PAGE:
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Which children are SENS?

Can I request for my child to be on SENS?

If you are concerned about the progress your chid is making, please talk to their class teacher and discuss what is already being done to support your child. If the teacher agrees that your child needs something more, they may suggest that they gather more evidence and organise assessments and then have a meeting with you and the SENCO to decide on a plan to support your child.

What is the SENS register?

SEND register or SENS register is simply a document that lists the names and barriers to learning of all the children in school who are SENS.  It has no legal status, but is a simple way of referring to the document.

How do you decide who goes on the register?

We identify children with SEND by three main routes: the first is through identification by the class teacher.  If a teacher has tried a wide range of different and targeted approaches to teaching a child and still the child’s difficulties persist, the teacher might ask the SENCO for advice and support.

The second route is during regular pupil progress meetings, when the teacher meets with a member of the senior leadership team in school in order to discuss pupils’ progress. Sometimes at that meeting it becomes clear that a child isn’t making expected progress. Again, the teacher and SENCO will discuss the child, and then you will be invited into school for a meeting.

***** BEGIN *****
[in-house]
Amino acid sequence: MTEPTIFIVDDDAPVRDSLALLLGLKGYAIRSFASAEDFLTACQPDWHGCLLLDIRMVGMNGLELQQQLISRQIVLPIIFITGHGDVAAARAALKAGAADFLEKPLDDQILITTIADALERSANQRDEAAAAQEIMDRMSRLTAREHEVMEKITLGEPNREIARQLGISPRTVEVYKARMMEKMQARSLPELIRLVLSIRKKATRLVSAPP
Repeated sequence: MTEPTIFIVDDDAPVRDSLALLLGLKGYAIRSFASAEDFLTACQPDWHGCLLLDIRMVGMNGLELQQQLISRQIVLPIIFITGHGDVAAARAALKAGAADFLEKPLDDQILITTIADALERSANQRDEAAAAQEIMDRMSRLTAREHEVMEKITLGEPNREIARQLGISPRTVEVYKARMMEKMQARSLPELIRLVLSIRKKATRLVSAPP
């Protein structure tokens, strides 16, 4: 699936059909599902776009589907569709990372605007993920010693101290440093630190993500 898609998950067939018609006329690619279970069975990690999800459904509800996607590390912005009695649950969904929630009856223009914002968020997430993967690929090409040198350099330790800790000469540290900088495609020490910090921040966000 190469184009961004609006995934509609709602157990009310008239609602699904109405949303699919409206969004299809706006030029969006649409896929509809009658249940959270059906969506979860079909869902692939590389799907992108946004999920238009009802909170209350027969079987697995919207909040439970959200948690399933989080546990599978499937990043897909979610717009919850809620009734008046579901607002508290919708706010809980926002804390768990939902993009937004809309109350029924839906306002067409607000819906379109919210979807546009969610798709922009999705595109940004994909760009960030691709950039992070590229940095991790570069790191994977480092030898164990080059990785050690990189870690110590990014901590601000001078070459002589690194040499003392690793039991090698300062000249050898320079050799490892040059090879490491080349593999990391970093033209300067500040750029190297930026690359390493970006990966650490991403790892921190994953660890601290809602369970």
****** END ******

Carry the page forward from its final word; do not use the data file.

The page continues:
The third route is identification but by a paediatrician or other expert. School don’t diagnose conditions like autism or ADHD- these are diagnosed by a doctor.

Once a child has been identified as causing concern we being to gather as much information as we can about them, including possibly asking specialists to assess them. Then we will invite you to a meeting and talk to you.

Can a child go on the register at any time?

Yes. Children can be placed at SENS at any point during their time in school.

Will my child always be at SENS throughout their schooling?

Not necessarily. Children are placed at SENS at a point at which they need something different from or in addition to the rest of the children in the class. Some children benefit from a short term burst of support to get the over a particular difficulty. Others continue to need additional support for longer.